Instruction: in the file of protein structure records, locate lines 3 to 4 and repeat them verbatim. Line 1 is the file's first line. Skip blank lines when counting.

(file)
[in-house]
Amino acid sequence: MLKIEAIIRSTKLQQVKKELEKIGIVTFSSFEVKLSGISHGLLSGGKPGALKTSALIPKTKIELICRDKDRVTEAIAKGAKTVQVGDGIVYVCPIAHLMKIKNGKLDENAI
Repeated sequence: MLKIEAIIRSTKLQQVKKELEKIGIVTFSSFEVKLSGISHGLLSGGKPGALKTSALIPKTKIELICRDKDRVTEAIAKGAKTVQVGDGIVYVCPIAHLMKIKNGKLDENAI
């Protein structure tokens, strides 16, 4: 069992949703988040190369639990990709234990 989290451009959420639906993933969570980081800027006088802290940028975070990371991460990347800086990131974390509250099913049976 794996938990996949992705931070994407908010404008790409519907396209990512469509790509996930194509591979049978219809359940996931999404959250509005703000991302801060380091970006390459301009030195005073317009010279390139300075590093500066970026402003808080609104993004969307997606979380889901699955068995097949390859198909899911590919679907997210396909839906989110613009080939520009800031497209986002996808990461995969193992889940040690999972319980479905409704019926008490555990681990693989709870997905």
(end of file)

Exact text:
Repeated sequence: MLKIEAIIRSTKLQQVKKELEKIGIVTFSSFEVKLSGISHGLLSGGKPGALKTSALIPKTKIELICRDKDRVTEAIAKGAKTVQVGDGIVYVCPIAHLMKIKNGKLDENAI
């Protein structure tokens, strides 16, 4: 069992949703988040190369639990990709234990 989290451009959420639906993933969570980081800027006088802290940028975070990371991460990347800086990131974390509250099913049976 794996938990996949992705931070994407908010404008790409519907396209990512469509790509996930194509591979049978219809359940996931999404959250509005703000991302801060380091970006390459301009030195005073317009010279390139300075590093500066970026402003808080609104993004969307997606979380889901699955068995097949390859198909899911590919679907997210396909839906989110613009080939520009800031497209986002996808990461995969193992889940040690999972319980479905409704019926008490555990681990693989709870997905």